Unfortunately, Einstein did never never try to incorporate quantum mechanics into this picture, nor the other physicits, as he complained, did support his efforts extending the GR formalism. So this approach -lacking a description of particles- had to fail.
The first successful (classical) unified field theory was developed by James Clerk Maxwell. In 1820 Hans Christian Oersted discovered that electric currents exerted forces on magnets, while in 1831, Michael Faraday made the observation that time-varying magnetic fields could induce electric currents. Until then, electricity and magnetism had been thought of as unrelated phenomena. In 1864, Maxwell published his famous paper on a dynamical theory of the electromagnetic field. This was the first example of a theory that was able to encompass previous separate field theories (namely electricity and magnetism) to provide a unifying theory of electromagnetism. Later, in his theory of special relativity Albert Einstein was able to explain the unity of electricity and magnetism as a consequence of the unification of space and time into an entity we now call spacetime.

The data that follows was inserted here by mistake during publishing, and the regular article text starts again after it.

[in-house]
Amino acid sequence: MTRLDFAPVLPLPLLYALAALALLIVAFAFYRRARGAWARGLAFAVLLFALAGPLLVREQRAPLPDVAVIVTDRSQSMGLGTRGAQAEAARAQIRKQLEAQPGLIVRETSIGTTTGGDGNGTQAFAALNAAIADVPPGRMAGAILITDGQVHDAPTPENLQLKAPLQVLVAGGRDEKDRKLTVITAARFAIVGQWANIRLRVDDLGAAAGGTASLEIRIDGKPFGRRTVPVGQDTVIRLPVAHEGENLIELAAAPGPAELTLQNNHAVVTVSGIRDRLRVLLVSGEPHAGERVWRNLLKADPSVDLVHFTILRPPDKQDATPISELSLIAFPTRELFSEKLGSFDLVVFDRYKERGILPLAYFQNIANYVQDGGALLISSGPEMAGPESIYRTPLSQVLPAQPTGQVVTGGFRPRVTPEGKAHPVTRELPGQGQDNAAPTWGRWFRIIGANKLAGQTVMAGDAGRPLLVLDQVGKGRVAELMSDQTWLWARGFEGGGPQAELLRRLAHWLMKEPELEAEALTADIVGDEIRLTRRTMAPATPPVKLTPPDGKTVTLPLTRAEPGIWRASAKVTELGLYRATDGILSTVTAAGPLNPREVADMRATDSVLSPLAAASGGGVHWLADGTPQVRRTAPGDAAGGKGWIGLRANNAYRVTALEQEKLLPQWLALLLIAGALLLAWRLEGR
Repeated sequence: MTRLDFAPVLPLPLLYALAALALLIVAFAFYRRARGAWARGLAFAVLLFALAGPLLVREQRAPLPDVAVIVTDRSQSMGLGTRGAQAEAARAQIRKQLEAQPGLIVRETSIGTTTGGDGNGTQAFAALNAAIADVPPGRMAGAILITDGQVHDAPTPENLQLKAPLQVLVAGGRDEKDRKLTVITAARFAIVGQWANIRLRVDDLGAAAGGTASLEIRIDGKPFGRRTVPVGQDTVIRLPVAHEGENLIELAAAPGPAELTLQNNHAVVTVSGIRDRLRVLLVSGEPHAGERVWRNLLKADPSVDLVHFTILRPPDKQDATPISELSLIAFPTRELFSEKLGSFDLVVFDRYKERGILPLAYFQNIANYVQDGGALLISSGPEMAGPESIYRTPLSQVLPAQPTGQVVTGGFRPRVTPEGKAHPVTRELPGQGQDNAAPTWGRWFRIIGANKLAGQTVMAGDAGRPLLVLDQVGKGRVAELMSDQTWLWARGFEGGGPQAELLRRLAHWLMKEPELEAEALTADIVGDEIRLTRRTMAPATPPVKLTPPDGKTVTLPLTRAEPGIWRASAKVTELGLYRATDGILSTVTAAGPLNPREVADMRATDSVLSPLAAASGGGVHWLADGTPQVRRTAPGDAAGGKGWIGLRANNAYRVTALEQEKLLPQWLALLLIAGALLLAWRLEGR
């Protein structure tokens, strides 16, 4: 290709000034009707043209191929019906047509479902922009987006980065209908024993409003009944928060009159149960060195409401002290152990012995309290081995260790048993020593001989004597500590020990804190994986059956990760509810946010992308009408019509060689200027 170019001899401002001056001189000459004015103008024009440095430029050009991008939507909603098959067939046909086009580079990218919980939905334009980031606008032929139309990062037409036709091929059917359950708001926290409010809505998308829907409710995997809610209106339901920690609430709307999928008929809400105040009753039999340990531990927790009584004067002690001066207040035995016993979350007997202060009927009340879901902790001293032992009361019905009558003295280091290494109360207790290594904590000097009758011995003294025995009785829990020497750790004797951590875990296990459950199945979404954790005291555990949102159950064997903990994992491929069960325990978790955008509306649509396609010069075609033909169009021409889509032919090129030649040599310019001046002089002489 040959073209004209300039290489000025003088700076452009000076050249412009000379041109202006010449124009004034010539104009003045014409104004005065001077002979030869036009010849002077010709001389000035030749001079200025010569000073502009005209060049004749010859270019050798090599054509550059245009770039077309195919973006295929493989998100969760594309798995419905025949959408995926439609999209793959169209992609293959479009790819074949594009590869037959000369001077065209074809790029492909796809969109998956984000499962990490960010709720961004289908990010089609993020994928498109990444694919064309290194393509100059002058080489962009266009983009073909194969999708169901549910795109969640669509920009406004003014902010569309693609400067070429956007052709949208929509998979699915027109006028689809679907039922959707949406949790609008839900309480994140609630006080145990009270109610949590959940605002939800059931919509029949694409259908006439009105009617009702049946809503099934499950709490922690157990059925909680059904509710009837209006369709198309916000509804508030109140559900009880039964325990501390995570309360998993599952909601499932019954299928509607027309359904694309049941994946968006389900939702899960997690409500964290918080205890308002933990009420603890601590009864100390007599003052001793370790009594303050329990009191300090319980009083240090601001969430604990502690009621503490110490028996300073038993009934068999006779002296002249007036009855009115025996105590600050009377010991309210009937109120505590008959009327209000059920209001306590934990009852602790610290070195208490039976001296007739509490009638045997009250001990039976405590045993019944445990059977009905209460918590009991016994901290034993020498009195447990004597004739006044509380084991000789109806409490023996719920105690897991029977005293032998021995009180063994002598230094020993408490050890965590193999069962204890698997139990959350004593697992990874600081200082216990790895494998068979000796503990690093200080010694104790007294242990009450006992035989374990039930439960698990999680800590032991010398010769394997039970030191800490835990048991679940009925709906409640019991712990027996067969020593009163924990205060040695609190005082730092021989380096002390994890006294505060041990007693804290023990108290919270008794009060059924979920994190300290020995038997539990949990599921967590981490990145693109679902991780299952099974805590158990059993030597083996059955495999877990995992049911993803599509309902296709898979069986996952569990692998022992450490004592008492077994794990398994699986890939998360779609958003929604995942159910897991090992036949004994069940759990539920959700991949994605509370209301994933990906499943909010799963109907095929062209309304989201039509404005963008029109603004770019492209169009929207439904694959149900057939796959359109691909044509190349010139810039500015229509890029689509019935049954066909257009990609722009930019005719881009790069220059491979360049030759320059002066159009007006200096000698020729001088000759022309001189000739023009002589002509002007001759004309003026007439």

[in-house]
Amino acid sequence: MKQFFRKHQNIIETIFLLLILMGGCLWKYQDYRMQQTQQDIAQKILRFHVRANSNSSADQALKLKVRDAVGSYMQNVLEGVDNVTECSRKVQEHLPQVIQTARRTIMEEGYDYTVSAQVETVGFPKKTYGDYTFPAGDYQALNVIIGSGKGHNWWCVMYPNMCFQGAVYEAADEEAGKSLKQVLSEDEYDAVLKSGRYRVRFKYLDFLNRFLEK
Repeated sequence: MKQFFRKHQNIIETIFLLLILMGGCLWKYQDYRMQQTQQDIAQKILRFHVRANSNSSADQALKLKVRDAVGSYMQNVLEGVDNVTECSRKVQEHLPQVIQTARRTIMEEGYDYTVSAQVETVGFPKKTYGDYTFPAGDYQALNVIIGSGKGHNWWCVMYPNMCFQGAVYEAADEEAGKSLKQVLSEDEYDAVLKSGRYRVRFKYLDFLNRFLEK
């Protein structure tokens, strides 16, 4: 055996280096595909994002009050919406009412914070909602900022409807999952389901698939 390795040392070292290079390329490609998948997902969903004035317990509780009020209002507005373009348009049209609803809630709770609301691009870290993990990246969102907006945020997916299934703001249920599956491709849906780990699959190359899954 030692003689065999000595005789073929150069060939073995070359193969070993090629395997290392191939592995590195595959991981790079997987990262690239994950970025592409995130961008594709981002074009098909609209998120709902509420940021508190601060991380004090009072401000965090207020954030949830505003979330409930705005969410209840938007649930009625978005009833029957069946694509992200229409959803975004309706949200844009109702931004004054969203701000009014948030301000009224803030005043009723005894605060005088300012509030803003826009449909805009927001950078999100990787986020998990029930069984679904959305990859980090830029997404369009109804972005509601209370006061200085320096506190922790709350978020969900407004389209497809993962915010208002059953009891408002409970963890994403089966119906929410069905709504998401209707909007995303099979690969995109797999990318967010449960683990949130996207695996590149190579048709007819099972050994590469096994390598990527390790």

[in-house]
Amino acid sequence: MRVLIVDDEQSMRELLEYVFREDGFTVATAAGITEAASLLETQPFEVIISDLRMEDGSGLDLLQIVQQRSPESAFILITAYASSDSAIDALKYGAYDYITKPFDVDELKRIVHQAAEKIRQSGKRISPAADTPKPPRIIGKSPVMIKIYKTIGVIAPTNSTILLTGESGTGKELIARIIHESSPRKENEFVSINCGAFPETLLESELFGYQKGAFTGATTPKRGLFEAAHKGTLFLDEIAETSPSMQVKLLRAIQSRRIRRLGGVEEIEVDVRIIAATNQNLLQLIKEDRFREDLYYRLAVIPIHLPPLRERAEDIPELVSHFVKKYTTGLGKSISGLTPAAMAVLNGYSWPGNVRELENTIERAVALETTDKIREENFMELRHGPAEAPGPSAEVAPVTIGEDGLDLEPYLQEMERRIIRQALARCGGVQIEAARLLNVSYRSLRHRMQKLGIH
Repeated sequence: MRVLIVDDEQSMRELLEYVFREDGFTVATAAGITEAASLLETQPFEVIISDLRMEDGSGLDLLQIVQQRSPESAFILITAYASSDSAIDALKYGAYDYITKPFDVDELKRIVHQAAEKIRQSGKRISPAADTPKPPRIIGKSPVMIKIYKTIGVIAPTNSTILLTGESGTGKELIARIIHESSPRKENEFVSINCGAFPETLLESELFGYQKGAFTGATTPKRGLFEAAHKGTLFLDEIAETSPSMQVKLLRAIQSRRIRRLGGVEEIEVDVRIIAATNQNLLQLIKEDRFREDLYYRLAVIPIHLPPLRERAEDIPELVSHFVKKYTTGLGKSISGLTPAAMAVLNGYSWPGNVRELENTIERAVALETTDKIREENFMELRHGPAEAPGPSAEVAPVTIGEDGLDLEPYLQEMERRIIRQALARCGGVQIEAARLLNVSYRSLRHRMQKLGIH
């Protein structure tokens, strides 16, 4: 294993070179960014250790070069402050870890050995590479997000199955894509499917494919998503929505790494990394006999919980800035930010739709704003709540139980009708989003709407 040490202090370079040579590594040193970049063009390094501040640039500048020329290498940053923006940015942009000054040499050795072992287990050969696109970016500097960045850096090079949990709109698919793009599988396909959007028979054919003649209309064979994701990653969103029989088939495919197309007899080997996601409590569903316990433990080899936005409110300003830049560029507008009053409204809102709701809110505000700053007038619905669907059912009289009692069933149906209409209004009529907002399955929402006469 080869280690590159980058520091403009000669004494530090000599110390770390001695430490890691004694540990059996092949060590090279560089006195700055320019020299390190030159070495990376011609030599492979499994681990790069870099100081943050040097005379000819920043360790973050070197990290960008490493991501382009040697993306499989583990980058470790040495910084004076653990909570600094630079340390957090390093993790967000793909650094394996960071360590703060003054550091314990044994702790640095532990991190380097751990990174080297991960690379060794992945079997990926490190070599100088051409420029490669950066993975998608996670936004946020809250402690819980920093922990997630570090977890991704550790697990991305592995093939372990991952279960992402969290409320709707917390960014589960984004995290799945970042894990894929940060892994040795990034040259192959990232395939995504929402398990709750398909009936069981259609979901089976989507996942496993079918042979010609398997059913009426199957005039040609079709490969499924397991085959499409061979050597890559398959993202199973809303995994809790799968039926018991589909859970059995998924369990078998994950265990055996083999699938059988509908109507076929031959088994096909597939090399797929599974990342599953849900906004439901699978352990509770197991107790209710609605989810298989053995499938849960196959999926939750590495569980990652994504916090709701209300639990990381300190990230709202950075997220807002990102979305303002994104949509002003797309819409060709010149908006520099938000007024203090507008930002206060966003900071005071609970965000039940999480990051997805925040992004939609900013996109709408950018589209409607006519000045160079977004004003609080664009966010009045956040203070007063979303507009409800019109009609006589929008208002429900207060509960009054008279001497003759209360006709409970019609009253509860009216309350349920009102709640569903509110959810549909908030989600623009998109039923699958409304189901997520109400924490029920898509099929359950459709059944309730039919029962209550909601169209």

In 1921 Theodor Kaluza extended General Relativity to five dimensions and in 1926 Oscar Klein proposed that the fourth spatial dimension be curled up (or compactified) into a small, unobserved circle. This was dubbed Kaluza-Klein theory. It was quickly noticed that this extra spatial direction gave rise to an additional force similar to electricity and magnetism. This was pursued as the basis for some of Albert Einstein's later unsuccessful attempts at a unified field theory. Einstein and others pursued various non-quantum approaches to unifying these forces; however as quantum theory became generally accepted as fundamental, most physicists came to view all such theories as doomed to failure.
“Reality is merely an illusion, although a very persistent one”.